A California mother who spent a year and a half fighting in court on behalf of her son – who was found unresponsive at his daycare and later died – has filed a separate lawsuit against online retailer Etsy and the Lithuanian makers of a teething necklace that the boy was wearing when he was placed down for a nap.
Danielle Morin, who created the Deacon’s Army Foundation in memory of her 18-month-old son, said she was given the Baltic amber teething necklace from a friend, according to CBS Los Angeles. The boy died in October 2016 after several days on life support.
According to previous reporting, when Deacon was placed down for a nap by workers at Little Impressions Daycare in Fontana, the Baltic amber teething necklace got caught on something and tightened, and the screw-on clasp did not release, strangling the boy to death. The attorney, John Carpenter, told CBS Los Angeles that both Etsy and the company that made the necklace are legally responsible for the boy’s death.
Etsy states that products sold through their website come from independent retailers and that the company does not “make any warranties about their quality, safety, or even their legality.” It also says that by purchasing the product through the website the transaction will “release Etsy from any claims related to items sold through our services.”
But according to CBS Los Angeles, because the item was a gift, Morin did not agree to those terms.
“Deacon’s death was a great tragedy and our hearts are with his mother and family," a spokesman for Etsy said, in an email to Fox News. "While we understand the desire to take action, Etsy is a platform and did not make or directly sell this item. We believe the allegations should be directed at the criminally-negligent daycare providers or, if appropriate, the seller of the necklace. The seller has not had any products on our website since last year and we do not represent the seller in any way.”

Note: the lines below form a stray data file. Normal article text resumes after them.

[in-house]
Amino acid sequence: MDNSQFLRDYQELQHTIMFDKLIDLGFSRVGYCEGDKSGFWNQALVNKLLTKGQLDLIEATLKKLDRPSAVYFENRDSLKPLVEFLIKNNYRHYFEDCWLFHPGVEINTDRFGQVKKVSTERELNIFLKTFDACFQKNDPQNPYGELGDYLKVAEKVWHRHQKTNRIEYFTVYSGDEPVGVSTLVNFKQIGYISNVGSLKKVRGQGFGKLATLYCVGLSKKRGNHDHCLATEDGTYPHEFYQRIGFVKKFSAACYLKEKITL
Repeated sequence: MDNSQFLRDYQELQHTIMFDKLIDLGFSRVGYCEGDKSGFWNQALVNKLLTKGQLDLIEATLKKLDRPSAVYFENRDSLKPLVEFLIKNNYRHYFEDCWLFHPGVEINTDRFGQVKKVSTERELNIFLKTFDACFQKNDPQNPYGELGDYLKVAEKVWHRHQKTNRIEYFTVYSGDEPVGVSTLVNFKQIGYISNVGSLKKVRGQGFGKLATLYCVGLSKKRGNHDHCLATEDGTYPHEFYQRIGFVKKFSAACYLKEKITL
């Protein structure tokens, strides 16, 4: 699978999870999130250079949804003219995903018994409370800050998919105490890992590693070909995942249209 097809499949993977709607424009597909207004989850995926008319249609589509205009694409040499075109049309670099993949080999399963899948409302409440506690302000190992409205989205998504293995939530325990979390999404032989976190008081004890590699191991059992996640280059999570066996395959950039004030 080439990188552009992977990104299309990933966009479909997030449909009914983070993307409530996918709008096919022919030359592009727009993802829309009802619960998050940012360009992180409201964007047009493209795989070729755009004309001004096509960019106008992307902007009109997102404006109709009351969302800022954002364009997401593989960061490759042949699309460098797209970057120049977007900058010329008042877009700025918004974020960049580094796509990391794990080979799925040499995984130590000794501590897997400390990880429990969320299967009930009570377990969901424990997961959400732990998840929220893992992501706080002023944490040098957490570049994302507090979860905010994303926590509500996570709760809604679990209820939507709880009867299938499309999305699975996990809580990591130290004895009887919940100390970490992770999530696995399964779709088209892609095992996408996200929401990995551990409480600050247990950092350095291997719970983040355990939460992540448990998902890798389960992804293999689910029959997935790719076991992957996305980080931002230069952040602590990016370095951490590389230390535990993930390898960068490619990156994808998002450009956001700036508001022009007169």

In December 2018, the FDA urged parents and caregivers to stay away from teething products marketed as “jewelry” after it received multiple reports of serious injuries in children including strangulation, choking incidents and death. The products, marketed as necklaces, bracelets and other jewelry that can be worn by either adults or children, may be made out of various materials, but are not considered the same as teething rings.
The FDA’s warning did not go so far as to mention any particular brands or issue a recall for any products, but it did reference 18-month-old who was “strangled to death by his amber teething necklace during a nap.” The agency urged parents to consult the American Academy of Pediatrics for recommendations to relieve teething pain in children, as well as to discuss alternative teething relief options with a doctor. It also urged physicians to discourage the use of teething jewelry when talking to parents.
Morin has also used her foundation and Facebook to spread awareness about the dangers of seemingly harmless, popular products marketed to children, and has urged parents to carefully read warning labels.